Edge Computing and Routing

Edge Computing and Routing

Gartner predicts that “edge computing will become a dominant factor across virtually all industries and use cases as the edge becomes empowered with more sophisticated and specialized compute resources and more data storage.” The main driver for this focus on the edge comes from the need for Internet of Things (IoT) systems to deliver disconnected or distributed capabilities into the embedded IoT world.

IoT is one of the business applications enabled by 5G communication services. It shows why new 5G applications and opportunities will focus more on enterprises connecting things than end users connecting devices. For example, URLLC enables industrial, medical, drone and transportation applications where reliability and latency requirements surpass bandwidth needs. Categories for these real time applications include:

  • Connected and automated manufacturing and logistics operations
  • Smart City intelligent transportation systems (ITS) for smart traffic management to handle vehicle congestion and route emergency vehicles
  • Autonomous vehicles which will allow vehicle manufacturers to offer new services
  • AR (Augmented Reality) / VR (Virtual Reality)
  • Tele healthcare

These applications generate significant volumes of data transfer and data processing, which will require some form of cloud computing. Expensive computations cannot run on a mobile device due to its limited resources. However, for applications that require low latency, that computation cannot occur on conventional cloud data centers because they are concentrated in a few areas that are often quite distant from the user. Since signals cannot travel faster than the speed of light, distance translates into latency. These services will only work if the computing resources are much closer to the end-user or devices. This suggests that computing resources will need to be both still in the cloud and as close as possible to the end-user. The only possible place is at the edge of the network.

Network operators are ideally suited to leverage the opportunity of providing edge computing services.  They often have real estate within the network edge that can be used to house computing and storage. For example, central offices have the virtues of space, power, network connectivity, and proximity to the end users. This can be combined with existing data centers or colocation locations as needed.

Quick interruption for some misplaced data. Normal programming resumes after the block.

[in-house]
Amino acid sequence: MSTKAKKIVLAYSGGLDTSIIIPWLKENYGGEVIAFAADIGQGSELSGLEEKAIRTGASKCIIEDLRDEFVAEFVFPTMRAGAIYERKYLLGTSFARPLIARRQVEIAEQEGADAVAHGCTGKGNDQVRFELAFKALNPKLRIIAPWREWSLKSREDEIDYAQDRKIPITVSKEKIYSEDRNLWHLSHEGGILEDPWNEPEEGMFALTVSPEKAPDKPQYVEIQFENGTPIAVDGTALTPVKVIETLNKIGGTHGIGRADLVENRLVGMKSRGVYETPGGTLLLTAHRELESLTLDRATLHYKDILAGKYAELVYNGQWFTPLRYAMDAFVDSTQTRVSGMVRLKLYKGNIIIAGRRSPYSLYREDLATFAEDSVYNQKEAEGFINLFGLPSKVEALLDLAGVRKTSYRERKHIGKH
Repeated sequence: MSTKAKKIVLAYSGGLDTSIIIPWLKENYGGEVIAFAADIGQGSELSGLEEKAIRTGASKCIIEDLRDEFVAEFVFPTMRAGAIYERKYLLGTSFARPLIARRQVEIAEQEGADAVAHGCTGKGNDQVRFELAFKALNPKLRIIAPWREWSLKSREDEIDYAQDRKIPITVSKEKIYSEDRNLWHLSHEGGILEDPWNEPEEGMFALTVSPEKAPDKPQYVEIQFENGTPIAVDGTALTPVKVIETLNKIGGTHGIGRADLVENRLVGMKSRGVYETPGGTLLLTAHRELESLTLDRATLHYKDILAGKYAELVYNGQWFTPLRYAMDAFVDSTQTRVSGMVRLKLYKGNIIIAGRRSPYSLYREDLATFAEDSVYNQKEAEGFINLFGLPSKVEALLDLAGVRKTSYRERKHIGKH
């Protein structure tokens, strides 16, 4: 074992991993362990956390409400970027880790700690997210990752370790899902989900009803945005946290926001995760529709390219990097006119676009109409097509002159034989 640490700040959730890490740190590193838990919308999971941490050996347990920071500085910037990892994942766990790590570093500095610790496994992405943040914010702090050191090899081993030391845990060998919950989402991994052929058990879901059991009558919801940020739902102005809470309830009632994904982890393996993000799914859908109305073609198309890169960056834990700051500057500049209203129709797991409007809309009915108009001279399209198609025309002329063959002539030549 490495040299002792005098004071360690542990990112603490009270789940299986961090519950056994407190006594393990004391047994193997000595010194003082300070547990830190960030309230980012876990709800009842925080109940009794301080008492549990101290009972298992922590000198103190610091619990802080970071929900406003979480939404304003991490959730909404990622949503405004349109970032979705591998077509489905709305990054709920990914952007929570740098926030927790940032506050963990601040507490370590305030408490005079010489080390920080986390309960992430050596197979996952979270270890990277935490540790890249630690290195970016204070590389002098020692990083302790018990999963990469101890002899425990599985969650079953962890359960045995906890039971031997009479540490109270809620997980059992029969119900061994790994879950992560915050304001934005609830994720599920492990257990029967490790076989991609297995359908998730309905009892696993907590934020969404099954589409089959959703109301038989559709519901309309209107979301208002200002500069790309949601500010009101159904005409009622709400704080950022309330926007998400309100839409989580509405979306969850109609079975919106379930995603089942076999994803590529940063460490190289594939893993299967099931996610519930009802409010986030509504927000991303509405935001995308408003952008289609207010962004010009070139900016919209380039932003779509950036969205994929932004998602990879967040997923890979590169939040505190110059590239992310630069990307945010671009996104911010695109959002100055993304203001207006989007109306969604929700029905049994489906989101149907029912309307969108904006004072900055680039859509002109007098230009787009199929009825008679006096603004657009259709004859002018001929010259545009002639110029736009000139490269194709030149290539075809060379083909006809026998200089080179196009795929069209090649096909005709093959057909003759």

From a market perspective, the research firm IHS Markit envisions a range of data center options to make computing resources available as close to the customer as needed, with MNOs focusing on Access and Edge data centers:

Multi-Access Edge Computing (MEC)

On one side, edge computing places high-performance compute, storage and network resources as close as possible to end-users and devices, at the edge of the network, to fulfill the real-time requirements of 5G-enabled business applications

On the other side, the disaggregation and virtualization of networking technology via network functions virtualization (NFV) require 5G operators to provide computing resources closer to cell towers and the edge to run their virtualized network equipment using concepts like Central Office Rearchitected as Datacenter in order to provide the necessary compute and storage resources to run NFVs. Therefore, the same edge facilities and resources can be used to support both business edge applications, and MNOs’ own NVF.

Given this rationale for the tight integration between edge computing and 5G, and the need for interoperability, standards are important. The edge computing standards from ETSI is Multi-Access Edge Computing (MEC). It is an open framework for applications and services that are tightly coupled with the Radio Access Network (RAN) via open interfaces to integrate software services into wireless networks.

Routing, 5G and MEC

5G transport networks must support the following requirements:

  • A disaggregated approach using virtualization for software-based network functions
  • Much more bandwidth per cell site
  • Many more cell sites, especially small cells
  • All IP over Ethernet down to the cell site
  • New services with stringent delay and bandwidth requirements

Since the networks will be IP based and there are stringent requirements including latency, service providers expect to use routing extensively. A well-documented example is the Telecom Infra Project’s (TIP) Disaggregated Cell Site Gateway (DCSG) project. TIP specifies the hardware and software requirements to connect a small number of cell sites per router. Moreover, they envision using the DCSG to connect and cover business and broadband services. The DCSG is expected to support MPLS, Segment Routing, QoS, and timing and synchronization. The ability to deliver different service levels is critical to services using network slicing. Fundamentally, using routing for the service intelligence in this type of platform will be critical to ensure the performance of the various applications running on the 5G transport network.

Since edge computing will be integral to 5G opportunities, routing is essential to ensuring service levels. The synergies of 5G and edge computing, particularly MEC, are clear.  At the simplest level, the compute infrastructure for NFV can also be used for edge computing services. To fully realize the 5G opportunities, edge computing will be required.